To label Paul von Zielbauer’s life trajectory as ‘extraordinary’ would be a major understatement. He’s been nominated for a Pulitzer Prize, worked as an embedded journalist in Iraq, uncovered military justice secrets from Washington, D.C., and traveled extensively—all before launching a wildly successful company that has not only earned the acclaim of Oprah and National Geographic, but also helps residents of Third World countries.
Lets start from the beginning.
von Zielbauer was born and raised in Aurora, Illinois, a city of around 180,000 residents located 40 miles west of Chicago. He went to Iowa State University with one dream: to be an aerospace engineer. It wasn’t meant to be. “I failed at that pretty quickly; the organic chemistry weeded me out,” he says. Instead, von Zielbauer studied English and later attended Columbia University’s Graduate School of Journalism with a new goal: to work for The New York Times or The Wall Street Journal.
“It’s the golden perch of journalism and as a young guy, I didn’t have a preference, I just wanted to make it to the highest level newspaper,” he says.
In 1999; just a few years after graduating from Columbia, working in Germany as a Fulbright Scholar and paying his dues at a smaller paper; he landed a position at The Times Metro desk, a dream come true. His work included a four-part series on the prison healthcare system in 2005, in which he was nominated for a Pulitzer.
“When you go through a series like that and it is over, it is like giving birth,” he says. “You feel a little postpartum-like depression. I started thinking about what else I would do with my life.”
Change of direction
Before he could give it much thought, The Times transferred him to its Baghdad bureau for a three-month rotation. It was 2006—a terrible time for Middle East violence, and the bureau was nowhere near safety. “It was a pretty dicey proposition; we were not in the Green Zone,” he says. “At times, I would go to interviews in armored cars and other times I would go in normal cars with armed guards in front of me; I always knew that I could go through a traffic circle and a car bomb could go off—that level of stress was always there.”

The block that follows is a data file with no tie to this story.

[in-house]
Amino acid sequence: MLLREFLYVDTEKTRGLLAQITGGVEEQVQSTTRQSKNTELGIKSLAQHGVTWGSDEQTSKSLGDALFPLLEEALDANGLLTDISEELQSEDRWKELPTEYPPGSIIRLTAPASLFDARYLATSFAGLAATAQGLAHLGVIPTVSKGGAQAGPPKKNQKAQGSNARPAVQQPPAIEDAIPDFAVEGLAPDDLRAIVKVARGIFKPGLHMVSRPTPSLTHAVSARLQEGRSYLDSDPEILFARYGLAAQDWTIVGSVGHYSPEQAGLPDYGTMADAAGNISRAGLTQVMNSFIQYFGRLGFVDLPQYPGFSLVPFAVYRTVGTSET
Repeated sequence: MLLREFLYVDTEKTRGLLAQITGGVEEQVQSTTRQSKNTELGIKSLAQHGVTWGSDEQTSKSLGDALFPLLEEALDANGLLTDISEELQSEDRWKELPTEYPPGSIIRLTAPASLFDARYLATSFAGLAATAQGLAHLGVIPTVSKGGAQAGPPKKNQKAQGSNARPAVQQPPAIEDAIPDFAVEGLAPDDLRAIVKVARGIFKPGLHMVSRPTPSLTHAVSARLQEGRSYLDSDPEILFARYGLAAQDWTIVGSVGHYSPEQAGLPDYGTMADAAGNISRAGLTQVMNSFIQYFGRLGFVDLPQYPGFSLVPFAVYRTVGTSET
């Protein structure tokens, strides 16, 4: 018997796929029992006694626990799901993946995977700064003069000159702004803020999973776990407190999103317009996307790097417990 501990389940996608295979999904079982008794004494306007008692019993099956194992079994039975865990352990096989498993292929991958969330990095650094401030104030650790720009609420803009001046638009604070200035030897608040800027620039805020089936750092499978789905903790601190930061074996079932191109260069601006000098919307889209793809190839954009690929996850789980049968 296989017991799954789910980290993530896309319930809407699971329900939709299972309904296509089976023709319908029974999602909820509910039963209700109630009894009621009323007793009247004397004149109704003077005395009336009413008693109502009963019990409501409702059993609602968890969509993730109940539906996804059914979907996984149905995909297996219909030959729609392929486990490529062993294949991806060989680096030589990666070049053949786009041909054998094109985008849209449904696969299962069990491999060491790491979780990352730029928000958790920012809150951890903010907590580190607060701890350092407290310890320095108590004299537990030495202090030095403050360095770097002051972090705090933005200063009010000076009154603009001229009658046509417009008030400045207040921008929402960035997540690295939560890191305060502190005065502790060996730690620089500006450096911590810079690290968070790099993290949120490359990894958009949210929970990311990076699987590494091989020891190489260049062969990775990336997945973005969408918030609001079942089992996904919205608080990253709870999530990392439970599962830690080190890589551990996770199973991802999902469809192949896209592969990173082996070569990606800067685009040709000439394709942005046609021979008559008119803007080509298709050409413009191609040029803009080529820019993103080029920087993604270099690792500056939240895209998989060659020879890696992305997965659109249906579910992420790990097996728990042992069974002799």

von Zielbauer returned home unscathed and went back to Iraq the following year. After his second tour, he wanted to stay in the States and moved down to Washington, D.C. to cover the military justice system. “It was fascinating and I really enjoyed the learning curve; I got the opportunity to meet people on congressional committees and to develop sources to tell me things before others knew,” he says.
After 18 months, the assignment faded away and von Zielbauer was back in New York feeling restless. Through his travels in journalism and during vacation time, he’d met persons involved in development organizations and had an idea for a company that would mix development and travel. He let the idea ruminate and continued journalism work.
When he first started out, von Zielbauer had made a promise to himself that he’d never stay somewhere just because of prestige, especially if he felt he could be better utilized elsewhere. In 2009, he quit The Times and dove headlong into the company he envisioned (which he had launched the year prior), Roadmonkey, an adventure travel company that combined expeditions with community service projects.
“I wanted to combine adventure travel with something meaningful; and I remember paging through travel magazines and reading articles about men and women who started small businesses doing something creative that got them out in the world—I always admired them and it always left a burning sensation in my stomach,” he says.
New title: Entrepreneur
Passionate about his cause, von Zielbauer got busy, but soon faced a few challenges. #1: translating journalism skills into those of a small business owner. “I had to identify the skills I didn’t have and learn them really fast,” he says.
On his side were the skills of a seasoned reporter: the ability to go into a new place and scope it out quickly—great for a company like Roadmonkey—but not as much skills such as sales and marketing. “When you are an entrepreneur, you care about the customer’s experience, closing a sale, scalability—all things I had only heard about,” he says.
How did he learn the necessary skills to run a business?
“I talked to people who knew way more than I did, just like in journalism; I interviewed them,” he says.
Today, Roadmonkey is highly successful and von Zielbauer has coined a new term: ‘adventure philanthropy,’ which explains exactly what the company does. Based in Wyoming, the company leads several expeditions per year to places like Vietnam, Nicaragua and Tanzania. Roadmonkey develops relationships with organizations on the ground and, as part of each expedition, includes a community service project for participants. For example, the Tanzania trip includes a Mt. Kilimanjaro climb and the building of a farm in Zanzibar. His business has attracted the attention of everyone from Outside to USA Today to BusinessWeek.
How do they make money?
“People pay us a fee (usually from $2,700 to $6,200 per person) to go on our expeditions; that is our income,” says von Zielbauer. “Then, we ask each participant to raise $500 to $700 from their own social network, and that money goes to help fund the non-profit organization on the ground.”
What does the future hold for Roadmonkey?
“We recently brought on two partners, and we are working to create a Roadmonkey community,” he says. “Next year, we plan to offer a few domestic expeditions to places like Hawaii, Maine and West Virginia. They will be shorter and cheaper.”